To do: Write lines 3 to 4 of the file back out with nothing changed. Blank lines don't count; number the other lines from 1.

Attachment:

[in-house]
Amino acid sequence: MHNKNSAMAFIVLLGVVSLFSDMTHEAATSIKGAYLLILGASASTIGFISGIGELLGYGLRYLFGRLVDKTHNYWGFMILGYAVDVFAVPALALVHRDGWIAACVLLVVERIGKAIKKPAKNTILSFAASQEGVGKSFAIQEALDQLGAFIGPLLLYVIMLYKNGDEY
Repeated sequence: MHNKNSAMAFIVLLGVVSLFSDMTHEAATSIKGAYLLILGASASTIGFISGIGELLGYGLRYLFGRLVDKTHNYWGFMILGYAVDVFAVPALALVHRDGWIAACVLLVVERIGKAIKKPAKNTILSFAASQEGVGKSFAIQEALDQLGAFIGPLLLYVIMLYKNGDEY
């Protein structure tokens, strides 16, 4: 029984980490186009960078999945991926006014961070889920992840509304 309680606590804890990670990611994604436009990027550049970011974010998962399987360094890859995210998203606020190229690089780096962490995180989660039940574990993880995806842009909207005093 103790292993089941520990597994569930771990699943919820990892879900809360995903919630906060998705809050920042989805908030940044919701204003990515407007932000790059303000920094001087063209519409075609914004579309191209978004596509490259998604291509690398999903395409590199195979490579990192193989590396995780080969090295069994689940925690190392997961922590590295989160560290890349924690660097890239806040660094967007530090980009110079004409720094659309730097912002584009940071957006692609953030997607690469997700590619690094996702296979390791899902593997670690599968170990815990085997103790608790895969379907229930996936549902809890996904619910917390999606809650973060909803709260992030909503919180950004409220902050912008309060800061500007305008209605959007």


Repeated sequence: MHNKNSAMAFIVLLGVVSLFSDMTHEAATSIKGAYLLILGASASTIGFISGIGELLGYGLRYLFGRLVDKTHNYWGFMILGYAVDVFAVPALALVHRDGWIAACVLLVVERIGKAIKKPAKNTILSFAASQEGVGKSFAIQEALDQLGAFIGPLLLYVIMLYKNGDEY
């Protein structure tokens, strides 16, 4: 029984980490186009960078999945991926006014961070889920992840509304 309680606590804890990670990611994604436009990027550049970011974010998962399987360094890859995210998203606020190229690089780096962490995180989660039940574990993880995806842009909207005093 103790292993089941520990597994569930771990699943919820990892879900809360995903919630906060998705809050920042989805908030940044919701204003990515407007932000790059303000920094001087063209519409075609914004579309191209978004596509490259998604291509690398999903395409590199195979490579990192193989590396995780080969090295069994689940925690190392997961922590590295989160560290890349924690660097890239806040660094967007530090980009110079004409720094659309730097912002584009940071957006692609953030997607690469997700590619690094996702296979390791899902593997670690599968170990815990085997103790608790895969379907229930996936549902809890996904619910917390999606809650973060909803709260992030909503919180950004409220902050912008309060800061500007305008209605959007």